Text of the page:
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Pontiac Proud: Judge Kwamé Rowe—Oakland County Circuit Court

“Don’t let anyone tell you what you can or cannot do; don’t let your circumstances define who you are.”

Judge Kwamé Rose photo

When Judge Kwamé Rowe transferred to Pontiac Northern High School, it was Miss Lois Williams that helped define the path that he would follow as an adult. “I was in Miss Harper’s class and I was being a knucklehead with some of the other kids in the class, and so she sent me out of the class to see Miss Williams. When I got there, she said to me, ‘I’m going to tutor you, I’m going to mentor you, and I’m going to get you back on track.’ And I said, ‘Miss Williams, I don’t need to be tutored, I have a 4.0 GPA,’” he recalls. “Since I was a transfer student, they didn’t really know me, so I showed her and she said, ‘well, okay, then you’re going to tutor other students.’ That was my first taste of public service, and I’ve been doing it ever since.”

Judge Rowe had the desire to be an active member of the community since he was a child, so Miss Williams helped grow a seed that had already been planted. “I originally wanted to be in law enforcement, to be a police officer. When we lived in Detroit, I would pay attention to the people that I saw, the houses that we went to, where there were drugs or violence, and I would make note of it. I would tell my mother and my grandmother, ‘someday, I’m going to be a police officer, and I’m going to arrest all these people who are hurting our community.’ But my grandfather was a fireman and he said, ‘I work with the police every day, and nothing against them, but you’re too smart for that.’ He encouraged me to dream bigger, so I started researching and found that if I became a lawyer, I could fulfill my passion for making my community a better place.”

After graduating Pontiac Northern in 2007, Judge Rowe studied at James Madison College at Michigan State University, receiving his degrees in Social Relations and Policy as well as Political Theory and Constitutional Democracy, before attending Thomas M. Cooley Law School in Auburn Hills. “When I was doing my research about becoming a lawyer, I learned that the prosecutor is the one that holds all the keys in our criminal justice system. They decide who to prosecute, what kind of charges, the severity of the charges, or if charges should be reduced in certain cases. I realized that I could have a larger impact if I became a prosecutor versus a defense attorney.”

Along the way, Judge Rowe has held a variety of jobs—from working at Wendy’s and the Rainforest Cafe in high school to help support his family to working as an intern and legislative aide for the Speaker of the Michigan House of Representatives and Representative Tim Milton. While in law school, he had the opportunity to clerk for Judge Leo Bowman, who’s judicial seat he now holds. “It has kind of come full circle. A month before I graduated from law school, I began working at the Oakland County Prosecutor’s office, and I worked as a prosecutor for six years before applying for Judge Bowman’s seat when he retired. In July 2021, Governor Whitmer appointed me to the seat, making me the youngest judge ever to serve on our circuit court. I’m the 78th judge to serve on the circuit court, only the second Black male to ever hold a seat on the bench, and just the fourth African American judge on the circuit. I am the only circuit court judge who still lives in Pontiac.”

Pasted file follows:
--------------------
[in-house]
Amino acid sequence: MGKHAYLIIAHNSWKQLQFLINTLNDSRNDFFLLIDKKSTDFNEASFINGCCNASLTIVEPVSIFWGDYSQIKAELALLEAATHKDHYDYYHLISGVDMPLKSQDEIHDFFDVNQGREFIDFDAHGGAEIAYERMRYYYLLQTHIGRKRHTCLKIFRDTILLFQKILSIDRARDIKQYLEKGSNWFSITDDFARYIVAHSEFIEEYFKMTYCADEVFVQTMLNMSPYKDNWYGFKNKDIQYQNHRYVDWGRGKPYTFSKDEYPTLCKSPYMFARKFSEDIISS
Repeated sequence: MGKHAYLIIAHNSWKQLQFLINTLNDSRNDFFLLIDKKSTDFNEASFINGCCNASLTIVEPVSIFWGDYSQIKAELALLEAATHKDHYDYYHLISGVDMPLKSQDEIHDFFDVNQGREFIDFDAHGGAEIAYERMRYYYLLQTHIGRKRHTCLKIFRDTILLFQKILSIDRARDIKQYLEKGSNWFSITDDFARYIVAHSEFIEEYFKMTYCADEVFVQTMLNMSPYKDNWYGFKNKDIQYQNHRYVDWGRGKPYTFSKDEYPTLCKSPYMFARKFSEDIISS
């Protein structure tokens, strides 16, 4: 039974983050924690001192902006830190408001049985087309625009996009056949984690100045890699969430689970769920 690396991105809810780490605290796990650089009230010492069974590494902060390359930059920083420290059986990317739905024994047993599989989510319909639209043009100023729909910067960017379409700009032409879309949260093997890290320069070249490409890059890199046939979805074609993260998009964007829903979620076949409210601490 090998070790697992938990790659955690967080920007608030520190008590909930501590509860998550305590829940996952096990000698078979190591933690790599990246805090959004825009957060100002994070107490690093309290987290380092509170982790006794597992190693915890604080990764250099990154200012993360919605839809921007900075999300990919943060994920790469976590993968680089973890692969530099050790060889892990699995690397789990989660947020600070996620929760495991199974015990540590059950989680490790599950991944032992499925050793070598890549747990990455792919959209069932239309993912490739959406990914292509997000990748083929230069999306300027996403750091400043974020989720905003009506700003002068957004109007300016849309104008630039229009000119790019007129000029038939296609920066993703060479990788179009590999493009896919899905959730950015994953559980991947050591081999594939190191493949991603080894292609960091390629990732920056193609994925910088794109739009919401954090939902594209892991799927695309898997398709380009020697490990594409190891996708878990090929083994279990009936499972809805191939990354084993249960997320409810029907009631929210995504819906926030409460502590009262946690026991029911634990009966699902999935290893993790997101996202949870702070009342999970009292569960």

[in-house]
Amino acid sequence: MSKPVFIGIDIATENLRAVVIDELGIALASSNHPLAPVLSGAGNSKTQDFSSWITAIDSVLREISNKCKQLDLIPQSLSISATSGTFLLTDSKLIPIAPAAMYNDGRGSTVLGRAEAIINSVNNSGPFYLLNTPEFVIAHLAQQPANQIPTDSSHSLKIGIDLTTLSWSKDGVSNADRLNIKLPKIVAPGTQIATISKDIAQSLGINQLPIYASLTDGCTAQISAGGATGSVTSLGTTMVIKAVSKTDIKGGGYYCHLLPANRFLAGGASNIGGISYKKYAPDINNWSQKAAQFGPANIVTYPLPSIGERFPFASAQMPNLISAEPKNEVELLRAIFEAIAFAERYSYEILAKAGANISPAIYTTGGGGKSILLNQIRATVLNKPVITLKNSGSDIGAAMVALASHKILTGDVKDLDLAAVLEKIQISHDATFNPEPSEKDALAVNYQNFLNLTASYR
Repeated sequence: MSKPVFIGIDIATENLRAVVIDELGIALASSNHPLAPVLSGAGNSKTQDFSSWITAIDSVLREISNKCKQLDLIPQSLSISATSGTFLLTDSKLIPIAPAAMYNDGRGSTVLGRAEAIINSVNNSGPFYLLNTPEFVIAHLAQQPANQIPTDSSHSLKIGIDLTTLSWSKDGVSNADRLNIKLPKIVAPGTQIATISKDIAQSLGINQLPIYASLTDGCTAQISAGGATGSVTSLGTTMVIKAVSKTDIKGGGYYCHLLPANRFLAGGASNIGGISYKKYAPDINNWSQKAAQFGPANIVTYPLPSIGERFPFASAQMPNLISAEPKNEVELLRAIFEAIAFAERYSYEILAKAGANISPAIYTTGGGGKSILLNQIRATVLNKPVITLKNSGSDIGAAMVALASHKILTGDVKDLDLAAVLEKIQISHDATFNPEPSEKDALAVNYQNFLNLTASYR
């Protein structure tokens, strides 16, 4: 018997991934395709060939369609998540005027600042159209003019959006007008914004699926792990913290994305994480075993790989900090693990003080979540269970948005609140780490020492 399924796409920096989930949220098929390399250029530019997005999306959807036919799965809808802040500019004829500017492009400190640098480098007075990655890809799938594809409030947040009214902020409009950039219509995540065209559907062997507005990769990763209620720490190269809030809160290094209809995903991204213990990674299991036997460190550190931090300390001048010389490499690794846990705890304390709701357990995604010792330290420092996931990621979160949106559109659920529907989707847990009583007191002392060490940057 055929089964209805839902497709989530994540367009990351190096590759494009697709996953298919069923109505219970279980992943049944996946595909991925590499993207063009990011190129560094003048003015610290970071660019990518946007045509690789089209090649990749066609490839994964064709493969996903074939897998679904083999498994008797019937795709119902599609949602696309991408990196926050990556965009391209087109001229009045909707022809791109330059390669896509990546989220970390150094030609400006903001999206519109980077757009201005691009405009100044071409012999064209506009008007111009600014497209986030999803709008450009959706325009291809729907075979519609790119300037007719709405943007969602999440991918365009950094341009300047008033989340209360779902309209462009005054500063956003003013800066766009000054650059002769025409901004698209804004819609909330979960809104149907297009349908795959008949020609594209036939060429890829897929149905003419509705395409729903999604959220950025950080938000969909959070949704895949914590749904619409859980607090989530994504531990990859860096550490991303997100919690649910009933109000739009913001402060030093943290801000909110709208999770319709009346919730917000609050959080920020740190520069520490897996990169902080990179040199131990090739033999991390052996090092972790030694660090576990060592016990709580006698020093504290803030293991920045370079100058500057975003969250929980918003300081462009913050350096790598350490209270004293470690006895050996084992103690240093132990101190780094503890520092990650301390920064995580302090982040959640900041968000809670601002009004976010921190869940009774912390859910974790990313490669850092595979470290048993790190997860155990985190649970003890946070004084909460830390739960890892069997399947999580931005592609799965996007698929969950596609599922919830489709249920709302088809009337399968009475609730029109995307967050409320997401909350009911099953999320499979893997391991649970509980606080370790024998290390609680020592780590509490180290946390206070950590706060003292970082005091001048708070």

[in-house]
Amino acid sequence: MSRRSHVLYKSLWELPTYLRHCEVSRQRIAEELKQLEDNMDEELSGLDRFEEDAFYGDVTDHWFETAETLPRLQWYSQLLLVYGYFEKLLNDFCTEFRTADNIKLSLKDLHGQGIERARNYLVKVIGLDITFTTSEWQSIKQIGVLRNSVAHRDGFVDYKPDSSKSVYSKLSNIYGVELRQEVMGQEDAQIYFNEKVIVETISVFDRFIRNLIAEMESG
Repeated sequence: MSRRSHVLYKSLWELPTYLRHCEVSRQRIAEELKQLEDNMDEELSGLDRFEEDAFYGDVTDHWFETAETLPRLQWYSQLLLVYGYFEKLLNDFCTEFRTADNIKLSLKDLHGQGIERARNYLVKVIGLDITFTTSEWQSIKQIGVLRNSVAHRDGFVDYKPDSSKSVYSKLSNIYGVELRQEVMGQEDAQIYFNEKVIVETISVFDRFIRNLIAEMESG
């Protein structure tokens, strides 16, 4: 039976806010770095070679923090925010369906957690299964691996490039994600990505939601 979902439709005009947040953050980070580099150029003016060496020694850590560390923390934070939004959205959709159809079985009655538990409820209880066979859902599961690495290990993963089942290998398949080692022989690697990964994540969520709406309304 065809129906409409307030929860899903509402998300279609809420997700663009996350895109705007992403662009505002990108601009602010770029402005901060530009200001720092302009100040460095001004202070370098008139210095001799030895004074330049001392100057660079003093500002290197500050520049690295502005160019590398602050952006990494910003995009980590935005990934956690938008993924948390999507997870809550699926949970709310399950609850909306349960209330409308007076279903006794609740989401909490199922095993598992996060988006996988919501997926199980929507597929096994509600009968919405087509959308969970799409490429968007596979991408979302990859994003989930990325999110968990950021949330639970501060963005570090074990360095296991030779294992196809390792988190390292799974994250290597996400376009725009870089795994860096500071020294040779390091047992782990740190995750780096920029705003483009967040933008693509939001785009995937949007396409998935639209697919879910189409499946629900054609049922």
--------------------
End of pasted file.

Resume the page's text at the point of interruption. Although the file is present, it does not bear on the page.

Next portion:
Judge Rowe’s experiences working in the Oakland County Prosecutor’s Office reflect how rare it is to see a Black man in the role of prosecutor. “When I joined the prosecutors, I was told that I was the first Black male at the office in over a decade. So people really weren’t used to seeing a Black man in the prosecutor’s seat. So much so that they would walk by me and talk to my White colleagues, assuming that I wasn’t who they needed to speak with. And sometimes they were just disrespectful. I had an attorney argue that I was only there to prosecute his client because I was Black. I also had an attorney state that I could not identify with their client because I grew up ‘with a silver spoon’ in my mouth, which is furthest from the truth. I dealt with it by using my intelligence and my integrity to just demand respect and I continue to do so.”

With his experiences growing up in neighborhoods impacted by drugs and violence, Judge Rowe wanted to make sure that he was fairly assessing every situation. “Now, if  you come before me and I see you’re here for stealing, but it’s for diapers or formula, I am likely  going to talk to you about other options you might have, but clearly you’re just trying to survive and jail may not be the appropriate option. But if you come before me because you tried to steal a Gucci bag or some Jordan’s, I will take that into consideration as well. I might sentence a person to a more firm sentence, longer probation, that kind of thing.”

In addition to his work as a judge, he’s also actively engaged in the community, serving on several nonprofits such as the Identify Your Dream Foundation, which helps children who have lost a parent to violence. He also wants to help establish a Street Law clinic at Pontiac High to help students better understand the law and their options, so that they don’t end up standing before him in court. “As I mentioned earlier, I grew up with a family that had felons, that have been victims of violence, that have addiction issues, that have been in prison, and so you can go through all of those things and still be successful. Don’t let who raised you or where you’re from stop you from being great because you absolutely can, so long as you work hard and try. That’s the biggest thing: Trying. Work hard and do the right thing, even when you think no one’s looking—because, really, there’s always someone looking at what you’re doing.”